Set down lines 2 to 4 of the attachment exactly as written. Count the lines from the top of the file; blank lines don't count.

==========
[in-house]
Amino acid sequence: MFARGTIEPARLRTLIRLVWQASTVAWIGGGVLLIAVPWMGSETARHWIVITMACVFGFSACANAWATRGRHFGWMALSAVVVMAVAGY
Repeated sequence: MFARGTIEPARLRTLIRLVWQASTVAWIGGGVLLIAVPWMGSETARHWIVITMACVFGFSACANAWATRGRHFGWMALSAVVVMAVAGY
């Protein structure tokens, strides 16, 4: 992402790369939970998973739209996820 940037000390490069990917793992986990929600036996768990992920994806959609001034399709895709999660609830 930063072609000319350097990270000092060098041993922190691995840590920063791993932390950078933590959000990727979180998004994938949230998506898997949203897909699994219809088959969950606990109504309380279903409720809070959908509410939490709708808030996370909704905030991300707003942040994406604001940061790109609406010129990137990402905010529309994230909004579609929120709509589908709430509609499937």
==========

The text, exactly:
Amino acid sequence: MFARGTIEPARLRTLIRLVWQASTVAWIGGGVLLIAVPWMGSETARHWIVITMACVFGFSACANAWATRGRHFGWMALSAVVVMAVAGY
Repeated sequence: MFARGTIEPARLRTLIRLVWQASTVAWIGGGVLLIAVPWMGSETARHWIVITMACVFGFSACANAWATRGRHFGWMALSAVVVMAVAGY
């Protein structure tokens, strides 16, 4: 992402790369939970998973739209996820 940037000390490069990917793992986990929600036996768990992920994806959609001034399709895709999660609830 930063072609000319350097990270000092060098041993922190691995840590920063791993932390950078933590959000990727979180998004994938949230998506898997949203897909699994219809088959969950606990109504309380279903409720809070959908509410939490709708808030996370909704905030991300707003942040994406604001940061790109609406010129990137990402905010529309994230909004579609929120709509589908709430509609499937």